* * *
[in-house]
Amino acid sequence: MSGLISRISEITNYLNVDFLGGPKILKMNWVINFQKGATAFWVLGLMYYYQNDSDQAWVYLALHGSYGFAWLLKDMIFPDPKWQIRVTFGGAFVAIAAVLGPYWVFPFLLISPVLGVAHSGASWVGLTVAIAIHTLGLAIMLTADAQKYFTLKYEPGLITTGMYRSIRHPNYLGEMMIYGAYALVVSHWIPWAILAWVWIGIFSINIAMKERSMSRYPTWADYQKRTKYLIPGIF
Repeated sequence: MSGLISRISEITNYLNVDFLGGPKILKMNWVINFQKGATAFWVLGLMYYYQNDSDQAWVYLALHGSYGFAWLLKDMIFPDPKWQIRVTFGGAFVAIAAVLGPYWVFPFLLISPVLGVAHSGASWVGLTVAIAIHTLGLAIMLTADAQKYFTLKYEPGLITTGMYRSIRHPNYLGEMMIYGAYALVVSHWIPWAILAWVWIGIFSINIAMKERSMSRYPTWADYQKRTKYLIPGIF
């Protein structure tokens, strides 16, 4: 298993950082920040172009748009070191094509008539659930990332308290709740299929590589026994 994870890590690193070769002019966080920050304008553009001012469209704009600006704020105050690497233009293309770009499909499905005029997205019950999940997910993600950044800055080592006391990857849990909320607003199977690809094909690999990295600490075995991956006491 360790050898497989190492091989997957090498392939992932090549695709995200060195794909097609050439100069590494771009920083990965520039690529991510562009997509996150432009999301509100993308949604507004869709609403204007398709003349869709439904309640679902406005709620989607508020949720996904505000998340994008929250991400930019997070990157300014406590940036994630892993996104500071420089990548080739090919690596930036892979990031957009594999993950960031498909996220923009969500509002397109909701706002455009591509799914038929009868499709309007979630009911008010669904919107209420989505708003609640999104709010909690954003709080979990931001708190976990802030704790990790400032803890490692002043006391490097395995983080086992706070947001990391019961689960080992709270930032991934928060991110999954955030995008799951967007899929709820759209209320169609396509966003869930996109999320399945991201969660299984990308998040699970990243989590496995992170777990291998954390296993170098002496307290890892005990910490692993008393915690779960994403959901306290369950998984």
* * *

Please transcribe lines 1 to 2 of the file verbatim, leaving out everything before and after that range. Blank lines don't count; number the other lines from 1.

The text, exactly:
[in-house]
Amino acid sequence: MSGLISRISEITNYLNVDFLGGPKILKMNWVINFQKGATAFWVLGLMYYYQNDSDQAWVYLALHGSYGFAWLLKDMIFPDPKWQIRVTFGGAFVAIAAVLGPYWVFPFLLISPVLGVAHSGASWVGLTVAIAIHTLGLAIMLTADAQKYFTLKYEPGLITTGMYRSIRHPNYLGEMMIYGAYALVVSHWIPWAILAWVWIGIFSINIAMKERSMSRYPTWADYQKRTKYLIPGIF